By Thomas Larson
Here at the end of the four-century reign of books in our culture, which is to say in the digital age, I’m curious about what happens to the Bible, publishing’s crown jewel. As Robert Pogue Harrison writes in a 2012 New York Review of Books multi-book review on the King James’s 400th anniversary, that book is
If it’s true that the digital era is iconoclastic, muting the sacredness of religion-spawning texts, then can we still say that this “holiest” of Western books is still “holy?” By “holy,” I mean first that the Bible is supposedly decreed by God and so inerrant; and second that its long veneration as a literary masterpiece has earned it unimpeachable value. Both of these lend it an aerie of its own. The “divinely inspired” Christian canonical book, Old testaments and New, codified in Greek in the late 4th century, translated into Latin in the 5th century and English in the 17th, sells some 25 million copies each year. Would Christianity be possible without the Bible?
The Bible has always been spoken from pulpit and pew, in church basements and in Congress. It is spoken of and for vastly more than its printed self is read in silence.
I’m unable to drop the quotes around “holy” since I think the idea of this particular book, a thought that extends to other revered documents like the Quran, the Vedas, and the Torah, contains a paradox: its assertion as the infallible, inalterable laws and teachings of God exists in cultures whose kings and republics have declared moral claims beyond, and in disagreement with, the Bible. In the West, neither states nor religions govern by the Bible anymore. And yet a majority of Christians still avow that the Bible’s laws apply to all human conduct—or should. After centuries of unremitting proselytization, both oral and written, the Bible continues to spread its influence across literature, government, politics, and education. That spread has made it the most sociable text in our language, in ways other books and their claims to truth only wish they could appropriate.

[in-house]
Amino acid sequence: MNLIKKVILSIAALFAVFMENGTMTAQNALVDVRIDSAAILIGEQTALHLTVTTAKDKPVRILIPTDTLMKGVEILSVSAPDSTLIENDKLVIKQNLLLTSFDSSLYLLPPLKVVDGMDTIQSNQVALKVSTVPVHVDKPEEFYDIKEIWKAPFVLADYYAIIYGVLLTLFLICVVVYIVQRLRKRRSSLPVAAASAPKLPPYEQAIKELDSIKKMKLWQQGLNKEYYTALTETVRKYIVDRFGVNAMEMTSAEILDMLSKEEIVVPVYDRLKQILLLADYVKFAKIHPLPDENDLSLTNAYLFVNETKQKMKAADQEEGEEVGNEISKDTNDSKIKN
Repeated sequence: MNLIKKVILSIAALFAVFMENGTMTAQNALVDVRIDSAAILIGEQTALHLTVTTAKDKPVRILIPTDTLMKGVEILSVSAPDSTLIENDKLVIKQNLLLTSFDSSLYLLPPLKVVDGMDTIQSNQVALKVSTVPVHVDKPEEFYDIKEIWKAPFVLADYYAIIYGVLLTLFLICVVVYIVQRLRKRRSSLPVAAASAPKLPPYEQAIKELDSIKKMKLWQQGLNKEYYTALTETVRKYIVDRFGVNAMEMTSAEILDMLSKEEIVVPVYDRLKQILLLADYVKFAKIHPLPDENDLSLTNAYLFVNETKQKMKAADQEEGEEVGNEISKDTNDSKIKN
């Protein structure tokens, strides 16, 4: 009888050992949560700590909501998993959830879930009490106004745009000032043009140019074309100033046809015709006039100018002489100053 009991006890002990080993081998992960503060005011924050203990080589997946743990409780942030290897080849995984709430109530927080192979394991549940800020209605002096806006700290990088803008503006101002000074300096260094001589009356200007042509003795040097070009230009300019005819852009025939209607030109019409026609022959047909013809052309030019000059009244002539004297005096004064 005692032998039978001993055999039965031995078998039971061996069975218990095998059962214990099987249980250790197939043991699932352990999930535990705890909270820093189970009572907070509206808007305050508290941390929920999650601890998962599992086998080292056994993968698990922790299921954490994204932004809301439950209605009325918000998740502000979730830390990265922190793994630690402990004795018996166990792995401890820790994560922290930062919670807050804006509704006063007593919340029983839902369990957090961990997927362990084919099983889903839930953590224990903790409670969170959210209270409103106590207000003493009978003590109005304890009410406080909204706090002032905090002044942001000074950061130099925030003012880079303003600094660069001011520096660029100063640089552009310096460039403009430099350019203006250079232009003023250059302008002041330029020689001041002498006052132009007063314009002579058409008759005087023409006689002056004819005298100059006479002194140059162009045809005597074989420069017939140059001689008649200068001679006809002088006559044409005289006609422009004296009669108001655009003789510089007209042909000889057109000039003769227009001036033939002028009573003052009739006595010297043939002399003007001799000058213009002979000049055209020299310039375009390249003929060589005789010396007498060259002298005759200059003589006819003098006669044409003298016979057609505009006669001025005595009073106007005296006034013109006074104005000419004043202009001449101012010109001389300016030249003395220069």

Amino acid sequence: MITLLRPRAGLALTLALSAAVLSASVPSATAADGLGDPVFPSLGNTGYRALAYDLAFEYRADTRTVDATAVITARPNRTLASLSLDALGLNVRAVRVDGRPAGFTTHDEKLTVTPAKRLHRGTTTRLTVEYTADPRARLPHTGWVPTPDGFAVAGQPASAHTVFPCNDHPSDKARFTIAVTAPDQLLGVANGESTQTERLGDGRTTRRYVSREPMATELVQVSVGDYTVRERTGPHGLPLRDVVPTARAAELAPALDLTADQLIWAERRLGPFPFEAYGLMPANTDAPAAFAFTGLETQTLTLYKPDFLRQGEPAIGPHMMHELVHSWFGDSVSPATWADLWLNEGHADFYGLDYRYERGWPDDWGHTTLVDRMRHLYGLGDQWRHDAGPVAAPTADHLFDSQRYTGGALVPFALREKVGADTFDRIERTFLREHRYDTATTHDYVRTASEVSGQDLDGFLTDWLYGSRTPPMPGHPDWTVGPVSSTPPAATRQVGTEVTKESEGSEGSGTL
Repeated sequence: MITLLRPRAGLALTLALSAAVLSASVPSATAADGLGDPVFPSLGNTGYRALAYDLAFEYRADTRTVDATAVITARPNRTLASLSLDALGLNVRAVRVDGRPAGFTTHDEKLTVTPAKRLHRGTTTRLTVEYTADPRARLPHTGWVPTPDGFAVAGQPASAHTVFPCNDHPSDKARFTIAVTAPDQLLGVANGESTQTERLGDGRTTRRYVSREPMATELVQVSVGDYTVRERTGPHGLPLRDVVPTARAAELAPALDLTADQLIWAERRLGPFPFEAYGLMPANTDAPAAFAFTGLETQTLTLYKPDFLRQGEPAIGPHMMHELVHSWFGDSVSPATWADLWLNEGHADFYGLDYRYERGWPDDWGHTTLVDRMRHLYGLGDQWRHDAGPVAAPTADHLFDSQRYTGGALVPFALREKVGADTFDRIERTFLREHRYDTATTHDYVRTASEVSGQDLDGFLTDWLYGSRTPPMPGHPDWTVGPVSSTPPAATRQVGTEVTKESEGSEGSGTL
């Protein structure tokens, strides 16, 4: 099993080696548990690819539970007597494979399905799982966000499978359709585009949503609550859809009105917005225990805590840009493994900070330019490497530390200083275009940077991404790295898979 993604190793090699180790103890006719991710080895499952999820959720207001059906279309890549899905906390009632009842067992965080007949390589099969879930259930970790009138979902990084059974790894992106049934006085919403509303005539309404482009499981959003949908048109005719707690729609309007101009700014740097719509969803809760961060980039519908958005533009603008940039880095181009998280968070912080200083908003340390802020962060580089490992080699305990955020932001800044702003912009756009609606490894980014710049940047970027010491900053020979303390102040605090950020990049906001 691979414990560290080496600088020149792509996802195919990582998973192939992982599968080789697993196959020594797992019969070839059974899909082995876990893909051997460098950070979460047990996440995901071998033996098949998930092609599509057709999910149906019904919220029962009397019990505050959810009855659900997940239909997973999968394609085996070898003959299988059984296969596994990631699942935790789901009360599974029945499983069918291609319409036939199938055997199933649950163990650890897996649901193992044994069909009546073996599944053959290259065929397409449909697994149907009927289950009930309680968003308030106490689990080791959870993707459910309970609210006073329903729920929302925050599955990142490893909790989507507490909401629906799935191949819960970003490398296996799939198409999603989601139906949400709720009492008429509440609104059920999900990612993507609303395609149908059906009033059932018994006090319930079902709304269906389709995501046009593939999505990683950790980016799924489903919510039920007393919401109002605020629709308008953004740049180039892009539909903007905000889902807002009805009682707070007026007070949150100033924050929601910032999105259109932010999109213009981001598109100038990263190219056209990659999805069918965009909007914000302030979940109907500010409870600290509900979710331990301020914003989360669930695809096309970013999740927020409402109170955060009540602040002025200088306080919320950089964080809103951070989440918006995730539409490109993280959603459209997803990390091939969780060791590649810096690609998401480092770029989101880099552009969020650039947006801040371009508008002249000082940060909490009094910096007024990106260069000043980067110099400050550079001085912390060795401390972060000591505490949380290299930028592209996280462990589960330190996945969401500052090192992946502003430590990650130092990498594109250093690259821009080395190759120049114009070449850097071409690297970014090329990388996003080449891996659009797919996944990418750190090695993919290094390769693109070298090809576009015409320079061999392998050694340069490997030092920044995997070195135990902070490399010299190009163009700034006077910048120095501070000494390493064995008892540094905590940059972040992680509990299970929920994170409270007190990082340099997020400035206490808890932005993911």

The Old English poem Beowulf, for example, is a mighty tale; it is heroic, fiercely dramatic, mythic, first oral, then written (its finest hair-raising translation is by Seamus Heaney). But, unlike the Bible, Beowulf has not been copied, preached, interpreted, and sung via synods of revisers and popularizers over the past 1500 years. The Bible has always been spoken from pulpit and pew, in church basements and in Congress. It is spoken of and for vastly more than its printed self is read in silence. (As of 1850 only ten percent of the world could read, and during the era of the Bible’s development it was a tenth of that.) The Bible is spoken, hence: The greatest story ever told. It is, therefore, “true” because people speak it on—tributaries to a continent-crossing river.
In a sense, this is the definition of a “holy book.” A book whose claims and identity are recast and testified to as true and false by every generation—the greatest story ever told and sold—for two-and-a-half millennia. As such, those who debate or believe or deny its origins participate in, indeed drive, its collective prevalence, what we might call its social authorship.
The written Bible carries its oral tradition in its musicality. As Charles McGrath writes in the New York Times Book Review, even though the King James Bible of 1611 is “deliberately archaic” in its “grammar and phraseology,” preachers have trumpeted its dactylic prose: “God giveth and taketh away.” Its invitingly musical style features a periodic and parallel phrasing, dramatic parables, metaphoric grandeur, the pith of the Anglo-Saxon tongue, its aphorisms, its cadences, its “begots”—chant-like on the ear and memorable to the mind, for readers and listeners alike. Even God gets “lines.”
All that arose from speakers and comes out of speakers still. Think about where the Bible’s been aurally. Bach’s St. Matthew Passion: Christ’s story, with choir and orchestra and soloists, in the reverberating space of a medieval church, sung. Bible-based testimony, in an African-American church, with organ, tambourines, clap-happy bodies swaying, sung. Biblical allegories from a Pentecostal minister in a pulpit-rocking country church or Joel Osteen in an arena before ten thousand of the pious, hearing his sentimentalizing self-help intoned. And so on. Whoever created the Bible, the intent was a written twin that back-strapped its oral antecedent and reproduced that pairing ad infinitum so that both could live on, stronger for the bond.